The client hired us to fight a charge of hit and run she was facing, and then she promptly lost her job and couldn’t afford her legal bill.  She was absolutely innocent of the charge, and we could prove it at trial.  It would have been easy to withdraw from her case; after all, lawyers expect to be paid reasonable compensation for services rendered.  A criminal case, no matter the charge, is complex and involves many considerations.  But we stayed on and fought.

Many lawyers have faced this dilemma – do I stay and fight for a noble cause free of charge, or do I withdraw and only work upon proper payment?

Lawyering for free – pro bono – is lawyering done not solely for the client’s benefit, but also for the public good.  It’s a very important part of the practice of law.  Lawyers are stewards of knowledge and instruments of power.  And we all swear an oath to uphold the constitution and conduct ourselves ethically.  But every lawyer also swears an oath to fight for those most in need of justice.  The final provision of the lawyer’s oath here in Washington says that a lawyer must “never reject, from any consideration personal to [the lawyer herself], the cause of the defenseless or oppressed, or delay unjustly the cause of any person.”  Read it for yourself here.

These are powerful words, and there are powerful ideas behind them.  I remember taking my oath many years ago.  It was administered to me by Justice Richard Sanders of the Washington Supreme Court (retired).  He was a passionate defender of the oppressed, and has long been an inspiration for my practice.  I remember the feeling I had saying the oath in front of him.  How much justice could I achieve in my community?  I felt full of idealism then.  I still do today.

But in the real world, the opportunities for pro bono work aren’t always so clear.  In our client’s case, she had paid a nominal initial fee before running out of cash.  I had already invested a lot of work in the case up front, so I didn’t automatically agree to work for free.  But the more I reflected on her case, I realized that I just couldn’t bear to see my client, an innocent woman, walk out of my office door and essentially be set adrift into the system.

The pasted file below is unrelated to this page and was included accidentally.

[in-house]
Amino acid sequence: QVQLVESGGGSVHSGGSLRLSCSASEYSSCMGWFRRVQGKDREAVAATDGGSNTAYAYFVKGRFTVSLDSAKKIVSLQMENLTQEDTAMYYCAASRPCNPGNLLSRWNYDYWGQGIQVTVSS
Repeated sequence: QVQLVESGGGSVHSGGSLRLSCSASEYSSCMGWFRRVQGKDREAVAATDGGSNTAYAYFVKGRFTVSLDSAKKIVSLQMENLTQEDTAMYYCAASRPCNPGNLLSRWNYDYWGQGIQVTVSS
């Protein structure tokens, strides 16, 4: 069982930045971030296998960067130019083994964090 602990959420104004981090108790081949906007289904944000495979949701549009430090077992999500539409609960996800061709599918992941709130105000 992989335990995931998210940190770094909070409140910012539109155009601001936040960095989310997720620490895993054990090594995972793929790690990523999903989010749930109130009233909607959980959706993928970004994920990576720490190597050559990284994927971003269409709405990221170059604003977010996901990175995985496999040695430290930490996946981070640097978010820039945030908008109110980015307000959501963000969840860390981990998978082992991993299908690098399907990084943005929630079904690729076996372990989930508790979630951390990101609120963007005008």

I had the power to do something about this.  The case should never have been charged in the first place.  The police performed an incredibly sloppy investigation.  The “accident” had occurred at a fast food restaurant with surveillance cameras all over the building.  The police decided they didn’t want to obtain the footage.  By the time our office was hired, the restaurant had erased the footage.

We had proof that the damage claimed to have been fresh from this incident actually had occurred years before.  The police had reason to believe the damage had already been there too, but they simply took the word of the complaining witness over our client.  There was a racial component to the case as well, as our client was black and all others concerned where white.  If racism didn’t play a part in the actions of those involved, why did the police perform such an incompetent investigation?  The reason given at trial was that the police simply didn’t have the resources to obtain the video footage.  We sliced that excuse into shreds by forcing the police to admit that they had been to this restaurant many times before, and had on some occasions obtained video footage from them.  And of course, the police went out to the restaurant immediately after the incident had occurred- they could have easily secured the footage then, but didn’t.

All of this translated to an intense amount of stress and anxiety for our client, an innocent woman wrongly accused, with seemingly no one there to listen to her.  Without a strong advocate, she may have been wrongly convicted by the system.  The potential injustice was staggering.

The jury returned a verdict of not guilty after a two day trial.  We spoke to a juror after the verdict, who told us how appalled the jury was by the (in)actions of the police in the case.  Justice was done in this case, and in the end it made no difference whether the client was rich or poor.  That’s the way it always should be.  While it made me happy to see the pure joy of my client after the verdict was announced, I also hold a lot of concern for those people all around us that have fallen through the cracks.  How many people were convicted who were actually innocent?

Lawyers of all stripes, but especially criminal defense lawyers, should consider taking on more pro bono cases.  Our world needs more powerful people to fight for those who cannot defend themselves.  I am proud to uphold my oath to fight for the oppressed and the defenseless.